When the hugely successful designers behind London-based label RIXO walked into the GRAZIA Australia office, it caused an untypical stir.

Not because our team were already die-hard fans, or because we knew Margot Robbie, Sandra Bullock, Poppy Delavigne, Ashley Graham, Kylie Minogue and a host of A-list stylists and fashion bloggers are amongst the brand’s growing legion of fans – although both of those points are true. Not even because they seemed as excited about the office visit as we were having them during their recent trip to Sydney as guests of Net-a-Porter.

Australian model Bambi Northwood-Blyth, here wearing Rixo, is a fan of the British brand. (Credit: Instagram @rixo)

Rather, we were taken aback by how youthful the pair is, particularly given the dizzying heights their fledgling label has flown to so quickly.

Henrietta Rix and Orlagh McClosky, who co-founded RIXO  in late 2015 after spotting a gap in the market for vintage-inspired pieces that they could afford, look more like identical sisters than business partners, which is funny, given one of them has a real twin of her own.

They live together, travel together, and could (read: probably do) raid one another’s wardrobes given their shared luxe-bohemian aesthetic. (On today’s visit, for example, they’re both wearing clashing animal prints, glitter fabrics and florals from their own label, with layered jewellery that includes matching shell necklaces by Wald Berlin. “We share everything,” Henrietta later told me.)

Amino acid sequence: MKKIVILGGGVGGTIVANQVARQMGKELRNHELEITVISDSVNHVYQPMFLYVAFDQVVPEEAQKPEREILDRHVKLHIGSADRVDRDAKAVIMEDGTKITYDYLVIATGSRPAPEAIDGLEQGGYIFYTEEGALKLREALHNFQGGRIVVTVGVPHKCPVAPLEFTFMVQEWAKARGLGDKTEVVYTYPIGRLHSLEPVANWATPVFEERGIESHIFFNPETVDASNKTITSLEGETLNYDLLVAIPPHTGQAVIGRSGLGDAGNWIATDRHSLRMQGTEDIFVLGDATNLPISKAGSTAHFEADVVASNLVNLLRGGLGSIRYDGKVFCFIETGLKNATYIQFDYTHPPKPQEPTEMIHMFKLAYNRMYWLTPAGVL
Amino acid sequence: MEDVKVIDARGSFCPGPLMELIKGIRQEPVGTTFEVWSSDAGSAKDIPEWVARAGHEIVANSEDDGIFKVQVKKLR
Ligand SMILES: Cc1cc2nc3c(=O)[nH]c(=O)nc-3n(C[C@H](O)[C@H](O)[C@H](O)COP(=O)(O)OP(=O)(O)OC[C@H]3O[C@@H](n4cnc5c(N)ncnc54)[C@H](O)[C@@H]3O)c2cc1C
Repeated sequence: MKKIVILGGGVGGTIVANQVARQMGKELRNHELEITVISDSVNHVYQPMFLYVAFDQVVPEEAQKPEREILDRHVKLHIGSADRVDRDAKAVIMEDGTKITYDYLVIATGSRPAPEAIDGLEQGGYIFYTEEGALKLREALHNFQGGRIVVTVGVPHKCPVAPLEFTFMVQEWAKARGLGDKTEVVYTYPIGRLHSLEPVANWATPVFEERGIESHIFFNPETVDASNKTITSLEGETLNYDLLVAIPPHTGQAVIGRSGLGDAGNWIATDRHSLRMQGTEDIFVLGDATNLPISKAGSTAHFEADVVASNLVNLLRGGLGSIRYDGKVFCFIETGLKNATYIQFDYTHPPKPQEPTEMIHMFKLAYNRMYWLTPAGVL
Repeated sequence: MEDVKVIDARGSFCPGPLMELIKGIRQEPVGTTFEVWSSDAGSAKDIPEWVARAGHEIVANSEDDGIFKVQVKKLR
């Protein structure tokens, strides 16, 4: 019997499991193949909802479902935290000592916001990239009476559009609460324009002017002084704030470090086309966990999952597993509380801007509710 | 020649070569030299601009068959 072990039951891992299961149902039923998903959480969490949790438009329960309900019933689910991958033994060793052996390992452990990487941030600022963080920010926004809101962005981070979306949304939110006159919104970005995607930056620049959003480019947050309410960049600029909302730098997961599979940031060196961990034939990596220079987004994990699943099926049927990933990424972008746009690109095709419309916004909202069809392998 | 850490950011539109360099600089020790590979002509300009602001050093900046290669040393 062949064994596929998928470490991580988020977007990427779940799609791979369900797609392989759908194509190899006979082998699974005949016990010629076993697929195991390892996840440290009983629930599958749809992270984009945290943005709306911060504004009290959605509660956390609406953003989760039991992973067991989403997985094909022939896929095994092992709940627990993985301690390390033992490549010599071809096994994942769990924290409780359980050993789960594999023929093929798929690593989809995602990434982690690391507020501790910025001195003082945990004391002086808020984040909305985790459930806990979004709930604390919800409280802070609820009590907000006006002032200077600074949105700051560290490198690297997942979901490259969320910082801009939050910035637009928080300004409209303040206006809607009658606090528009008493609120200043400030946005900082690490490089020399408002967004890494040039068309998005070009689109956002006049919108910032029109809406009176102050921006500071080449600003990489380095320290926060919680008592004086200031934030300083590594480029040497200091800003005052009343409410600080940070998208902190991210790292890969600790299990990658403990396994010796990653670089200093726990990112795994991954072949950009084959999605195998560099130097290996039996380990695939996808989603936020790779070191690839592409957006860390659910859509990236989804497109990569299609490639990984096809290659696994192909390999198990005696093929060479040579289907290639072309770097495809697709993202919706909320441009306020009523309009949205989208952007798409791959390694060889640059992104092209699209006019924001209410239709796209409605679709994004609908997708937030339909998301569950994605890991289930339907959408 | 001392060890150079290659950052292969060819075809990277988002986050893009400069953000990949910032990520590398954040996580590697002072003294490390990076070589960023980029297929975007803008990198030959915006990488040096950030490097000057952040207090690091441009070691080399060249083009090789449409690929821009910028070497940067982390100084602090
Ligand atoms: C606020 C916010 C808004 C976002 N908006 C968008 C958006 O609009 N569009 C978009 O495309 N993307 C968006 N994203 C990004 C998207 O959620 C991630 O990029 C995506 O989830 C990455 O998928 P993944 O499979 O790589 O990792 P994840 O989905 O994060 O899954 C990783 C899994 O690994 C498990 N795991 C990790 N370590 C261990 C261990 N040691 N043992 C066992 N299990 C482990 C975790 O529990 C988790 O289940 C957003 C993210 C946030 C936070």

Even the name of their label is a mash-up of their two personas: Rix’s surname and the O for Orlagh.

Henrietta Rix and Orlagh McClosky. (Credit: GRAZIA Middle East)

The pair, who met at the London College of Fashion then worked as buyers for ASOS, have fast cultivated friends and fans in the industry, which is easy to understand once you’ve spent time in their presence and listened to their creative vision.

Both are clearly well-versed in their craft, have a strong understanding of their brand aesthetic and are savvy businesswomen – all vital attributes for building a label that will last longer than a few fleeting seasons of trend-based sales.

Much like European brands Ganni and Staud, RIXO sits amongst a rare group of brands considered luxury, but at sold at non-designer prices. Little wonder their wares sell out within days of release on Net-a-Porter.

An image from the RIXO AW18 ‘Studio 54’ collection campaign (Credit: rixo.com)